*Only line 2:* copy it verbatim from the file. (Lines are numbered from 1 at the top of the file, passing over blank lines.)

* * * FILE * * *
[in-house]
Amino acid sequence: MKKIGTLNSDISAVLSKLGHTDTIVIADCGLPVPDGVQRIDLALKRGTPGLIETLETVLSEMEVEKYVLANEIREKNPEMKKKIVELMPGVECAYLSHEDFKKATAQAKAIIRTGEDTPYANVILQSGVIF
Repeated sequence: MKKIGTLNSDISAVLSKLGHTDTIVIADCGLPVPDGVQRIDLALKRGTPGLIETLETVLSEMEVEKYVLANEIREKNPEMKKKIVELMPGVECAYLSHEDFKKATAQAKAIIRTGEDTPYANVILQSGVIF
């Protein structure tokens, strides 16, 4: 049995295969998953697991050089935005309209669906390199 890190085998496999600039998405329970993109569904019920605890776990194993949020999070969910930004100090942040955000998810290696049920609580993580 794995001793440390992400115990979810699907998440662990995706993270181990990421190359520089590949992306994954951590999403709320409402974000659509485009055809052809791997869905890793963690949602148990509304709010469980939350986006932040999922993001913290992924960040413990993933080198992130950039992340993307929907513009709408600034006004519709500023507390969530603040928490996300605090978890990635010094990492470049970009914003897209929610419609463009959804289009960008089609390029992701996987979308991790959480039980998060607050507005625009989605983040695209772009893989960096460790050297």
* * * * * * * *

Amino acid sequence: MKKIGTLNSDISAVLSKLGHTDTIVIADCGLPVPDGVQRIDLALKRGTPGLIETLETVLSEMEVEKYVLANEIREKNPEMKKKIVELMPGVECAYLSHEDFKKATAQAKAIIRTGEDTPYANVILQSGVIF